They recognise the persons and the voices of their masters and the chief remnant of their unsubdued or instinctive nature is perceptible during meal time when they retire with their food to some quiet and accustomed corner and manifest by an angry growling their jealous dislike to interruption.
The sense of smell is very acute in this animal. It dwells by the sides of rivers and in addition to its favorite repast of crocodiles eggs it eagerly sucks the blood of every creature which it is able to overcome.
Its body is about a foot and a half in length and its tail is of nearly equal dimensions. Its general colour is a grayish brown but when closely inspected each hair is found an nulated with a paler and a darker hue3.
I believe that Viverra ichneumon is intended to be an Egyptian mongoose4or a type of civet. These are animals of a similar size to the domestic cat and not that different in many respects. The scientific name now is Herpestes ichneumon. Called the Pharoah’s rat5.
Such was the scarcity of the domestic or sem-feral cat that the then Prince of Wales Howel Dha put a price on cats:
In the time of Howel Dha (Dha stands for the word “good” in the Welsh of that time) Howel the Good Prince of Wales, who died in the year 948, laws were made both to preserve and fix theprices of different animals among which the cat was included as being at that early period of great importance on account of its scarcity and utility. At that time the wild cat roamed Britain as did some large wild animals. This must have been some of the earliest moments of domestication of the wildcat in the UK.The price of a kitten before it could see was fixed at one penny; till proof could be given of its having caught a mouse, two pence; after which it was rated at four pence. A great sum in those days when the value of specie was extremely high.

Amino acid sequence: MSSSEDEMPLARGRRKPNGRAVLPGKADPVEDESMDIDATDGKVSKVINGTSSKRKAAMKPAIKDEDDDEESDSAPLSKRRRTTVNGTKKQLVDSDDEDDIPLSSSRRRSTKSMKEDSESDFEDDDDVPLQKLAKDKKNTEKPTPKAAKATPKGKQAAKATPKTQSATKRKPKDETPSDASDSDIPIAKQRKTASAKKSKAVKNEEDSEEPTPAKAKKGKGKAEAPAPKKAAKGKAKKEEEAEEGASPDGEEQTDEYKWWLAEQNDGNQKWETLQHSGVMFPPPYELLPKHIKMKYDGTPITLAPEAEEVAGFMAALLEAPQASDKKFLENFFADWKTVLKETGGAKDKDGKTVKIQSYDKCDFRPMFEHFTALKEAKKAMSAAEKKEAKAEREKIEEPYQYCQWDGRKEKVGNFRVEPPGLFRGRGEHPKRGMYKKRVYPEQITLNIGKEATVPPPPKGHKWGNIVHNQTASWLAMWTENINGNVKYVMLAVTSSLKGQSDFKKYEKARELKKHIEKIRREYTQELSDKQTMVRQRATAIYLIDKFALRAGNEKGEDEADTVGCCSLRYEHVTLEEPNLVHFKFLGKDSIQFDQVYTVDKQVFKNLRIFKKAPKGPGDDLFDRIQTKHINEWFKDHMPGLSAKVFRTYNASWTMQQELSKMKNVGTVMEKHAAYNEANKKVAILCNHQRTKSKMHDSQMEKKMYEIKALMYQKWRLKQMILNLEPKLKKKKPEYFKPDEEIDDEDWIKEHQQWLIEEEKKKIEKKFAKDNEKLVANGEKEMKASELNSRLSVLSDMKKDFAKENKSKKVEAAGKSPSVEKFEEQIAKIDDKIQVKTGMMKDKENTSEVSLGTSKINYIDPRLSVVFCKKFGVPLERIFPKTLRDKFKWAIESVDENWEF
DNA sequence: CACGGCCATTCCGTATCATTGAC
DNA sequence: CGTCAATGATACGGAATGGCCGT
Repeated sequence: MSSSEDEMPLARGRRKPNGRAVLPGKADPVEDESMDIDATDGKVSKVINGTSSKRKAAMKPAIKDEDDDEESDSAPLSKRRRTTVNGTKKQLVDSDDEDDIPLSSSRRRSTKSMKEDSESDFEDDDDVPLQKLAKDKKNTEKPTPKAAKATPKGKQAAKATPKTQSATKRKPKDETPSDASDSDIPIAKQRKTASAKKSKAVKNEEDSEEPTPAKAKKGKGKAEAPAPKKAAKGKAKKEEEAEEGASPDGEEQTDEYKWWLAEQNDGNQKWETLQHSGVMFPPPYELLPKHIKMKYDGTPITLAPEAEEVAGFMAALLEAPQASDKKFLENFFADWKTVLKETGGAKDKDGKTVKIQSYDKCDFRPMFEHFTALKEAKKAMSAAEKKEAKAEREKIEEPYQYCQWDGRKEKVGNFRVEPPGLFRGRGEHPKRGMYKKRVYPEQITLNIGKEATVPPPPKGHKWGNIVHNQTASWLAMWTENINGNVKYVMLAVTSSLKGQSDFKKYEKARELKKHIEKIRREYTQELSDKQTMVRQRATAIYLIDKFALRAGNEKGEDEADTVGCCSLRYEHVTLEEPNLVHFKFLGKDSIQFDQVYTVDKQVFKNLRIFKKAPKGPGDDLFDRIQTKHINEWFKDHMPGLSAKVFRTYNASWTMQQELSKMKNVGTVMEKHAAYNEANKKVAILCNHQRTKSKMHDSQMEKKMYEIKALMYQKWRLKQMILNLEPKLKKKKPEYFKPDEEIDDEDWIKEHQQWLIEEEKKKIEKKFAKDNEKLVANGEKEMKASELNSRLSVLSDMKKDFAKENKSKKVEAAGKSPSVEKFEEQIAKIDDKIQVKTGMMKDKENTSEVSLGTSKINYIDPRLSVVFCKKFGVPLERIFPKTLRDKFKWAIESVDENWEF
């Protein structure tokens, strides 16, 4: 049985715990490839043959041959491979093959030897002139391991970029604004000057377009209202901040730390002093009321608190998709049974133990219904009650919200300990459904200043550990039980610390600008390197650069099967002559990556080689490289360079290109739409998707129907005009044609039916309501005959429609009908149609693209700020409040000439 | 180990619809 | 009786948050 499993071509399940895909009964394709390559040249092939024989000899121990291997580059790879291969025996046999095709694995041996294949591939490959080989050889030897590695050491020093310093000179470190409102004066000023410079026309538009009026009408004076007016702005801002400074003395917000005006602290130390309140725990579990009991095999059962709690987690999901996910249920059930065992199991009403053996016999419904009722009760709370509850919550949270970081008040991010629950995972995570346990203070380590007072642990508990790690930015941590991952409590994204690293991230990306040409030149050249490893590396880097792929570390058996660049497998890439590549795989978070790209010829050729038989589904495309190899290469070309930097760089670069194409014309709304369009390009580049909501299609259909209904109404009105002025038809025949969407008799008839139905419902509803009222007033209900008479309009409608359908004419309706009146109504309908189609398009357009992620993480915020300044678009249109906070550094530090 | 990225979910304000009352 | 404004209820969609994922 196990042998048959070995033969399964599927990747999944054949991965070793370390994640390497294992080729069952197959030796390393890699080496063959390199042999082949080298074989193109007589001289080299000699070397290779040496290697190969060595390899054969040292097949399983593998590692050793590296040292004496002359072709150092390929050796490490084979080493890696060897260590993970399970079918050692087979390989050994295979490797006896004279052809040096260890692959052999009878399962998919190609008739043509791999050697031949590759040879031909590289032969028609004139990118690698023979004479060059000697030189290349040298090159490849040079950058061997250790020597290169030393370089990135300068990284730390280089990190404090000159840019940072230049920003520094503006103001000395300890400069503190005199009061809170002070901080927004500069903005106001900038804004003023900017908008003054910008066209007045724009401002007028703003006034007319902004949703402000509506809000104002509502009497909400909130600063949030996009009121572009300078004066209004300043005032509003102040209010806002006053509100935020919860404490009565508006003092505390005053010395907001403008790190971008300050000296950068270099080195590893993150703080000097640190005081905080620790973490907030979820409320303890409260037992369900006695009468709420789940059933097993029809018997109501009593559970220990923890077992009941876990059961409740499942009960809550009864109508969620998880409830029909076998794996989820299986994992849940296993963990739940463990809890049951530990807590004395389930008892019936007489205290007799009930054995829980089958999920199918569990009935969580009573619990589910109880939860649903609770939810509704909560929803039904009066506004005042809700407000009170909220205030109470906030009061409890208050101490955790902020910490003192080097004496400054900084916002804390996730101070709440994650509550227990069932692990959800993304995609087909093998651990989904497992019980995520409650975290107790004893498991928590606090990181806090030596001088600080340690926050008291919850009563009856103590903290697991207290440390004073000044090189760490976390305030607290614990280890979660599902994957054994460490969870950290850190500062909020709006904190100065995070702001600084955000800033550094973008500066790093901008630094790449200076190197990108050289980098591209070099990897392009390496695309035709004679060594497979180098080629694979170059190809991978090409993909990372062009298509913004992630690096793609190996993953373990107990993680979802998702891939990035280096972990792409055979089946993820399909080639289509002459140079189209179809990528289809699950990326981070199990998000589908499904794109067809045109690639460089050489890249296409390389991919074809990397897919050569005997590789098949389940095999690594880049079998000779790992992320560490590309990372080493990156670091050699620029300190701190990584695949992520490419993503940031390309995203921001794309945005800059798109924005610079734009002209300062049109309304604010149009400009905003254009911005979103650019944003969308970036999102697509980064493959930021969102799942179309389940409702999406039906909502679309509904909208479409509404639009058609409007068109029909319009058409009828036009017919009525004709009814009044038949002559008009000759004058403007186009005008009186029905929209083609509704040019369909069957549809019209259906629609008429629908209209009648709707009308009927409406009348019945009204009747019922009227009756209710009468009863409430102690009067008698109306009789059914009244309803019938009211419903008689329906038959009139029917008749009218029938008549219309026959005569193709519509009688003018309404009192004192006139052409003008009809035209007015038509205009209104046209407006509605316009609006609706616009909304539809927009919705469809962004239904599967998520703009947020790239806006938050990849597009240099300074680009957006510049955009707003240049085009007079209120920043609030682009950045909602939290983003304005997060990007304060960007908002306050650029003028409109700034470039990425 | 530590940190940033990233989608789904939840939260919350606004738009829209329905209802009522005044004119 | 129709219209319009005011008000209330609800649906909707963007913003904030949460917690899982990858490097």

It was likewise required that the animal should be perfect in its senses of hearing and seeing should be a good mouser have its claws whole and if a female be a careful nurse. If it failed in any of these qualifications the seller was to forfeit to the buyer the third part of its value. If any one should steal or kill the cat that guarded the prince’s granary the offender was to forfeit either a milch ewe her fleece and lamb or as much wheat as when poured on the cat suspended by its tail (its head touching the floor) would form a heap high enough to cover the tip of the tail.
From these circumstances, says Pennant, we may conclude that cats were not originally natives of these islands and from the great care taken to improve and preserve the breed of this prolific creature we may with propriety suppose that they were but little known at that period6.
The rather odd mix of praise for the cat’s skills and ill treatment when measuring compensation for breach of contract, I think, mirrors how the cat was treated in ancient Egypt. The cat was mummified as were people in Egypt at that time, yes, but the cat was also slaughtered for commercial reasons so that pilgrims who wanted to worship the god Bastet had something to offer the god toappease her and thereby be more likely to grant a wish. It is not all about being held in high esteem.
We seem to think that ancient Egypt was a utopian time for the domestic cat. Firstly, I am not sure it was as rosy as we imagine and secondly, in Wales (UK), in the year 948 (some 1000 years after the time when the cat was worshipped by Egyptians), the cat was equally treasured as a mouser (the reason why, originally, the cat was so appreciated in Egypt).
Wales is now part of the United Kingdom (UK).